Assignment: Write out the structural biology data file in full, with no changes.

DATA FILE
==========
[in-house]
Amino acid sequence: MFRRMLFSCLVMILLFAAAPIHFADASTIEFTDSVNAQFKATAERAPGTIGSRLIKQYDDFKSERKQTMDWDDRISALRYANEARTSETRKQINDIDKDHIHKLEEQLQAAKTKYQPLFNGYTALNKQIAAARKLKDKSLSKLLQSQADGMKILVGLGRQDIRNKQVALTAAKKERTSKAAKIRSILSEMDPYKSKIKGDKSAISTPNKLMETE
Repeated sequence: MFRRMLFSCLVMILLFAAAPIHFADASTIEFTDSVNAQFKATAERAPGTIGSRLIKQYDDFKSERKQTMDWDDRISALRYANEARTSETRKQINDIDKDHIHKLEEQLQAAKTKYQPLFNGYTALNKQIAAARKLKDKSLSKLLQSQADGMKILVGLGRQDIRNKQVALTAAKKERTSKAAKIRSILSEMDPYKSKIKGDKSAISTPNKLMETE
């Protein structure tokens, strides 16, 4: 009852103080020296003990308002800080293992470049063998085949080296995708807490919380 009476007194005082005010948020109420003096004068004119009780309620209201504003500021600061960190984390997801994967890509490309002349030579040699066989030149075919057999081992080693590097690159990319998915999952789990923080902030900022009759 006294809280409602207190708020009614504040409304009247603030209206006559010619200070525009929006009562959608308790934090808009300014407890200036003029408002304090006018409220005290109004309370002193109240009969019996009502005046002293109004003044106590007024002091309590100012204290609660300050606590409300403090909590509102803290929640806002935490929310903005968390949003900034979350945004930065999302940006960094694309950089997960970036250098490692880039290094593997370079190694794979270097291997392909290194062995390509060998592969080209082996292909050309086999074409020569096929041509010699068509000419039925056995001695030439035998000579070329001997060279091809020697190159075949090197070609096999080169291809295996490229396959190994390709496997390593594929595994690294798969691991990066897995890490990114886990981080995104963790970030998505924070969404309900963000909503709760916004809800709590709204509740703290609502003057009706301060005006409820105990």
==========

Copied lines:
[in-house]
Amino acid sequence: MFRRMLFSCLVMILLFAAAPIHFADASTIEFTDSVNAQFKATAERAPGTIGSRLIKQYDDFKSERKQTMDWDDRISALRYANEARTSETRKQINDIDKDHIHKLEEQLQAAKTKYQPLFNGYTALNKQIAAARKLKDKSLSKLLQSQADGMKILVGLGRQDIRNKQVALTAAKKERTSKAAKIRSILSEMDPYKSKIKGDKSAISTPNKLMETE
Repeated sequence: MFRRMLFSCLVMILLFAAAPIHFADASTIEFTDSVNAQFKATAERAPGTIGSRLIKQYDDFKSERKQTMDWDDRISALRYANEARTSETRKQINDIDKDHIHKLEEQLQAAKTKYQPLFNGYTALNKQIAAARKLKDKSLSKLLQSQADGMKILVGLGRQDIRNKQVALTAAKKERTSKAAKIRSILSEMDPYKSKIKGDKSAISTPNKLMETE
């Protein structure tokens, strides 16, 4: 009852103080020296003990308002800080293992470049063998085949080296995708807490919380 009476007194005082005010948020109420003096004068004119009780309620209201504003500021600061960190984390997801994967890509490309002349030579040699066989030149075919057999081992080693590097690159990319998915999952789990923080902030900022009759 006294809280409602207190708020009614504040409304009247603030209206006559010619200070525009929006009562959608308790934090808009300014407890200036003029408002304090006018409220005290109004309370002193109240009969019996009502005046002293109004003044106590007024002091309590100012204290609660300050606590409300403090909590509102803290929640806002935490929310903005968390949003900034979350945004930065999302940006960094694309950089997960970036250098490692880039290094593997370079190694794979270097291997392909290194062995390509060998592969080209082996292909050309086999074409020569096929041509010699068509000419039925056995001695030439035998000579070329001997060279091809020697190159075949090197070609096999080169291809295996490229396959190994390709496997390593594929595994690294798969691991990066897995890490990114886990981080995104963790970030998505924070969404309900963000909503709760916004809800709590709204509740703290609502003057009706301060005006409820105990």